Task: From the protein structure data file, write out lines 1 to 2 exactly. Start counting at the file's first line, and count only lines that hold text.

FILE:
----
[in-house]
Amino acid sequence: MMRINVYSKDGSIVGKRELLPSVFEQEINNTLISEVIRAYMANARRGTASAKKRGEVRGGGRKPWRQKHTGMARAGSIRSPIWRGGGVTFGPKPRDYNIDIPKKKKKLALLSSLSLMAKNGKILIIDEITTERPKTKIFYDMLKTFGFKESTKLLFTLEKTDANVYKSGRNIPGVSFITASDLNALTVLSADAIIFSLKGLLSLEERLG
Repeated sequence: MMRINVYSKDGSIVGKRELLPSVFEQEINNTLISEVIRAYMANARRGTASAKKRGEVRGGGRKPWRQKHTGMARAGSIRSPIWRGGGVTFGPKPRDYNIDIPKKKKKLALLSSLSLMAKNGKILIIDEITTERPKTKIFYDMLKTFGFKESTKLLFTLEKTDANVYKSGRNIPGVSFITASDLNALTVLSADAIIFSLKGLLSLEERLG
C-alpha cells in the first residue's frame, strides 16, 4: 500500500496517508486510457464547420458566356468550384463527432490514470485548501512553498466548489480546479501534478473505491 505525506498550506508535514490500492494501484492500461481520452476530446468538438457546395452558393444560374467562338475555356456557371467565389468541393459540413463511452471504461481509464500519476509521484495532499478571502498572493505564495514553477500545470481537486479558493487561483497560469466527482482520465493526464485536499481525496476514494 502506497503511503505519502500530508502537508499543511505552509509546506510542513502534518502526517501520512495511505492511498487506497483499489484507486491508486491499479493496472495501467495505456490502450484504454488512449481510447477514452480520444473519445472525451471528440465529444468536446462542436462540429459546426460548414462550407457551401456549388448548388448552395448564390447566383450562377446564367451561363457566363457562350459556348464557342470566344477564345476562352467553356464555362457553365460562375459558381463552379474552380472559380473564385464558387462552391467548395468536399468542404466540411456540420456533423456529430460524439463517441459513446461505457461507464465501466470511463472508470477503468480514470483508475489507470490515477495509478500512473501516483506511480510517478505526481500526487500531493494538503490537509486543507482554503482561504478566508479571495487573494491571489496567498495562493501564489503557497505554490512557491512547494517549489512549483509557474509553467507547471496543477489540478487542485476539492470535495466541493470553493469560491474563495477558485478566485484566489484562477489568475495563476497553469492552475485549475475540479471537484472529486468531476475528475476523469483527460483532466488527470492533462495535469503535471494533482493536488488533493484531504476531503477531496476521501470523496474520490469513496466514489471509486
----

[in-house]
Amino acid sequence: MMRINVYSKDGSIVGKRELLPSVFEQEINNTLISEVIRAYMANARRGTASAKKRGEVRGGGRKPWRQKHTGMARAGSIRSPIWRGGGVTFGPKPRDYNIDIPKKKKKLALLSSLSLMAKNGKILIIDEITTERPKTKIFYDMLKTFGFKESTKLLFTLEKTDANVYKSGRNIPGVSFITASDLNALTVLSADAIIFSLKGLLSLEERLG